Just as it’s no one else’s business if parents spank their child, it’s no person’s business, but Man and Wife, if they decide to untie that knot. In fact, I’d dare say it’s less of anyone else’s concern, in a childless marriage. At least the children being spanked are the concern of society at the point in which their safety becomes an issue. My divorce, though? My divorce did not affect anyone but myself and my ex-husband, who was likely too busy chewing the legs off kittens to care, anyway. I don’t owe society an explanation (though it already exists within this blog). Now that I’ve received absolution from the Church, I don’t owe anyone an explanation. That’s right. By my personal faith, God is cool with the dissolution of my marriage.

fistbump with god

So society can suck it. How dare anyone make me feel like less of a Christian, a woman, a member of society for escaping abuse? You know what, though? I’ve been divorced for nearly three years. It’s been months weeks since I last cuddled my gun and cried about how he broke me. I can mostly handle the judgement without breaking. However, how dare anyone make a presently frightened, lonely, and hurt woman feel like less for wanting to escape abuse? The assumption that she’s lazy and disrespects the union of marriage does her a huge disservice in a time of great need.

I’d like to think that these aforementioned articles and memes are just being read by other couples, happily married for 7 weeks, who are too busy patting themselves on the back to recognize this subtext, but that’s just not true. We are in a technological age, and when we need information, be it the location of the nearest yarn store, whether or not Benjamin Franklin was a president (SHUT-UP, GAIL!), how to fill out a W-4, or if Christ will forsake us for leaving a toxic marriage, we turn to the internet. As someone who once Googled “Catholicism and divorce”, I can attest to the fact that there is a man out there who needs to leave, for the goodness of his soul, reading that he’s at fault for the black eye he blamed on his two-year-old, because he doesn’t love hard enough. He’s not right with the Lord.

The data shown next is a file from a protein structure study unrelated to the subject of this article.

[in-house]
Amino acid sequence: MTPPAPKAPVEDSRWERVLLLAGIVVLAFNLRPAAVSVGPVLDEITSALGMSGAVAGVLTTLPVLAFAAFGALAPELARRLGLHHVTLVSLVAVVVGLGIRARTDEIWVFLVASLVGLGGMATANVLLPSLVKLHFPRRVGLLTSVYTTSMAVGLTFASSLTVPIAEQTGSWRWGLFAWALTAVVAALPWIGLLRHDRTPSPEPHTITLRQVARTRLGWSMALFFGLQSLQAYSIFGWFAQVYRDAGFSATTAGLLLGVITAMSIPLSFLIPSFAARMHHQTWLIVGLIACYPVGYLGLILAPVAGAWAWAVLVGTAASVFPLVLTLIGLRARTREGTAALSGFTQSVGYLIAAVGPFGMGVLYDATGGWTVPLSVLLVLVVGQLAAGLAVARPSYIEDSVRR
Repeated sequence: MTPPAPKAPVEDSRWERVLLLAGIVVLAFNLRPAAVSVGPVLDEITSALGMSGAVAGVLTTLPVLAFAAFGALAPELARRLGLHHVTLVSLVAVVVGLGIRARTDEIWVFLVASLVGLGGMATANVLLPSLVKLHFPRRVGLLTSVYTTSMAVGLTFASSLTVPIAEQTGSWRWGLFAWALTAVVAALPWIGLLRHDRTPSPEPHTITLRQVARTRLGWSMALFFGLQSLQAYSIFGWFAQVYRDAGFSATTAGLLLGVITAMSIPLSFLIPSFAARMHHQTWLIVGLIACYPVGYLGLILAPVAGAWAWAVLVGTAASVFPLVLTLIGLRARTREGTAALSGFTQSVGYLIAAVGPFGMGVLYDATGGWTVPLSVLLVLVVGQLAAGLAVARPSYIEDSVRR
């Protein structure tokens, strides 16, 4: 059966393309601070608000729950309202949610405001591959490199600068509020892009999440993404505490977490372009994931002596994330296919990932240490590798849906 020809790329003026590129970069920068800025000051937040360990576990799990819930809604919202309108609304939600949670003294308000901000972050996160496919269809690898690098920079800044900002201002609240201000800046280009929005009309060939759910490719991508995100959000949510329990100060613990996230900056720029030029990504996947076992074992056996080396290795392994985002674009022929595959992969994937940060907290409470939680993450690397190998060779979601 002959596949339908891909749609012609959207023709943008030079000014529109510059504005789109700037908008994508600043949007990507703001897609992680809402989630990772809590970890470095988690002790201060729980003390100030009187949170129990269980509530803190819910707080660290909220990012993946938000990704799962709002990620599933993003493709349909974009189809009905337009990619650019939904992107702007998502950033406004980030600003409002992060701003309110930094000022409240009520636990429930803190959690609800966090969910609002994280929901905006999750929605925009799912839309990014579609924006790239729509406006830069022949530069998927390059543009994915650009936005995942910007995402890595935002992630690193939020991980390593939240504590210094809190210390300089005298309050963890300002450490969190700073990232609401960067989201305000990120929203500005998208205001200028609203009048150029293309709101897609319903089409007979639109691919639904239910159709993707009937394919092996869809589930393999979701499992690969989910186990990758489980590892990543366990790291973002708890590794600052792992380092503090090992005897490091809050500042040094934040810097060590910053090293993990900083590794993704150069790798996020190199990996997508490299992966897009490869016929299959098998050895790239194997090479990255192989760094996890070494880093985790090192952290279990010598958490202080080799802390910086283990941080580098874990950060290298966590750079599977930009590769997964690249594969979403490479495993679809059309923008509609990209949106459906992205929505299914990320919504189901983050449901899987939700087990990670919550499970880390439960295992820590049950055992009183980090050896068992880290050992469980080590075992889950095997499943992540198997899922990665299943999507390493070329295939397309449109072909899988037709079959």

Don’t get me wrong. I am not saying the divorce rate in this country isn’t a problem. There are all sorts of statistics out there on how damaging a divorce is to the children in a marriage. There’s a .357 in my bed declaring how damaging it is to the individual. I do, however, disagree with acting as though a rancid marriage to a soulless bastard can be fixed with an extra Glory Be. I truly do not think that was the intent of the blog I read, today. But, if you looked closely, it’s exactly what the author claimed happened when his wife stuck by his side. He eventually turned things around, because she loved him enough. No. He turned things around, because he was a good person. Rather than focusing on how love can repair someone with free will, how about we focus a little more on choosing someone less toxic in the first place? Rather than posting memes about how you want your first marriage to be your only marriage…

Who freaking doesn’t?!?!?

Ahem…

… or about how the reason your marriage lasted was because you wanted it badly enough

Bite me.

Ahem…

… perhaps it would be more helpful to discuss how you chose a partner who could be your only partner. I’d really like to know the secret to immortality, because you’ll apparently never remarry as a widow. Okay. Seriously. I mean it this time. Instead of making patronizing and vague comments about how you “fixed” your marriage, tell everyone how you found someone who was willing to go through the repair process with you. You see, I actually considered marriage counseling. I really did. I just quickly realized that it wouldn’t work unless he was willing to stop lying, stealing, abusing the dog, and fabricating employment… and he wasn’t going to do that… because I couldn’t control him.